Injury Reporting Rules Updated By OSHA

OSHA Logo 11.14On September 11, 2014 the Occupational Safety and Health Administration (OSHA) released new reporting requirements. These will affect severe injuries and illness reporting starting January 1, 2015.

When the unfortunate circumstance of injury or worse occurs, the proper OSHA steps must be followed. Previously, employers were only required to reach out to OSHA when a fatality occurred and when three or more employees were hospitalized from a single incident. Starting January 1, employers must contact OSHA within eight hours of any deaths, hospitalizations, amputations, or eye loss.

According to Brian Turmail, spokesperson for The Associated General Contractors of America, the number of jobsite fatalities is decreasing, but these new reporting rules set out to reduce the number of fatalities to zero.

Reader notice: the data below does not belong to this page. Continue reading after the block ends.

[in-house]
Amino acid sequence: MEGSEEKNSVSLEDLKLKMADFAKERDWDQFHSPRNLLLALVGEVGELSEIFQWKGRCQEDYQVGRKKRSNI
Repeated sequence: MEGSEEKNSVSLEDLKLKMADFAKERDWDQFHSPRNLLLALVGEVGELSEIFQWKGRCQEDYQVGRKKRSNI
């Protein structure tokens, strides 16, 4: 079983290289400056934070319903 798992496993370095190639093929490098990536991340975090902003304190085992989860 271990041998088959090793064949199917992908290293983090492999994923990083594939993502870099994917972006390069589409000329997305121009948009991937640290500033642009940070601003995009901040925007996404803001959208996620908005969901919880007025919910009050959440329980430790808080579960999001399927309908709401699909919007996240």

Regardless of past exemptions, all employers covered by the Occupational Safety and Health Act are now required to comply with the new reporting requirements. The industries affected have also been updated to include high-risk industries. The only exception to the new rules applies to any employers with ten or less employees. No matter what their industry classification is, they are not required to keep records of worker injuries and illnesses.

For more information on the rulings, please visit

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